If you want to speed up a slow computer or build a peppy new machine, install one of the new SSDs.
But don’t overlook the hazards this amazing technology poses for your data: SSDs fail differently and possibly faster than traditional drives, so you must use them with care and back them up meticulously.
In this week’s Top Story, Fred Langa describes his travails in adding an SSD to a new notebook. Now I’ll tell you what I found when adding an SSD to a new PC I built for my sister.
Solid-state drives deliver state-of-art speed
Recently I built a mini-PC to replace my sister’s aging laptop. To accommodate a relatively confined workspace and because she relies primarily on an iPad for mobile computing, we based the new machine on a microATX case. Its small size and two drive bays — one for an SSD and the other for a traditional platter-based drive — made it perfect for this application.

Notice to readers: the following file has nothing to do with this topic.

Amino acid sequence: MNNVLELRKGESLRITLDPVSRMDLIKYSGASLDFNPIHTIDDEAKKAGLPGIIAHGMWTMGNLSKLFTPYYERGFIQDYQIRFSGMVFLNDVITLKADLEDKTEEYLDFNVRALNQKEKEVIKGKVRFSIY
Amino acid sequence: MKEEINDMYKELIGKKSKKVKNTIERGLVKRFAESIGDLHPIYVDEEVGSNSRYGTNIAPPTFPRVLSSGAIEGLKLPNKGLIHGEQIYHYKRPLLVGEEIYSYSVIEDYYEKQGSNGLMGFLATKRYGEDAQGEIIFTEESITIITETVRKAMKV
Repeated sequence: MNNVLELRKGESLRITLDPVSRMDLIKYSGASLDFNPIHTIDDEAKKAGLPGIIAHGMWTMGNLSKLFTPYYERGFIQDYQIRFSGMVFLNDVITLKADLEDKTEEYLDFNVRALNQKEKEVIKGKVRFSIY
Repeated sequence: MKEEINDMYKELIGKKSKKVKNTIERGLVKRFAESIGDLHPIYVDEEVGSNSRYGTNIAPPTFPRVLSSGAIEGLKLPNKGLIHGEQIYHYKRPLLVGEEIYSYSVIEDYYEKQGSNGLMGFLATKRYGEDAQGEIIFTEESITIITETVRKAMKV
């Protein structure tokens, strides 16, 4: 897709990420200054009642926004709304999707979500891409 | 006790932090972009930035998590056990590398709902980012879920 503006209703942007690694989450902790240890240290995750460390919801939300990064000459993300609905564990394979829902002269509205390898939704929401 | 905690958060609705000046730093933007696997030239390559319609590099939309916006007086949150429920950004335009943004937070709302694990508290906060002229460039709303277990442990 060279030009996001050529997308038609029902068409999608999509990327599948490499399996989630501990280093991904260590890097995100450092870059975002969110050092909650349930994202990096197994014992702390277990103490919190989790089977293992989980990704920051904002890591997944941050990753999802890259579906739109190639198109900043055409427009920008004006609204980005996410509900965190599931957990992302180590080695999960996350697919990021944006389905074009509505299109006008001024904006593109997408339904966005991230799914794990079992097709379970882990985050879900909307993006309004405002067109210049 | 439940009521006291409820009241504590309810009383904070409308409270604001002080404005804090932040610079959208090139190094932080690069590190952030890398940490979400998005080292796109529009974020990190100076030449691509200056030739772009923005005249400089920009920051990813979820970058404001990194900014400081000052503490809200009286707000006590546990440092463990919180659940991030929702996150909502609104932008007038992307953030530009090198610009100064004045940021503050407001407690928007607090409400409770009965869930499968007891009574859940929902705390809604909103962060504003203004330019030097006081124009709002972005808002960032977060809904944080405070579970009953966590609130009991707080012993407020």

SSDs (Wikipedia info) are the new Wow! in computing. Using solid-state circuits instead of spinning platters to store data, their read/write performance runs circles around traditional hard drives. I’d installed one in a vintage Acer TravelMate C110 running Windows 7, so it seemed natural to install one in my sister’s new computer. Although the cost per gigabyte is higher than with traditional hard drives, prices have fallen to a level that makes an SSD an affordable option.
Like Fred’s notebook, the new mini-PC works like a dream. It boots so quickly my sister now shuts it down when it’s not in use rather than use sleep mode. That means she uses less electricity. Rebooting the machine — such as when installing an update or some new software — is just a minor annoyance; it takes mere seconds to get back to work.
These are compelling conveniences. There is, however, another side to the SSD story.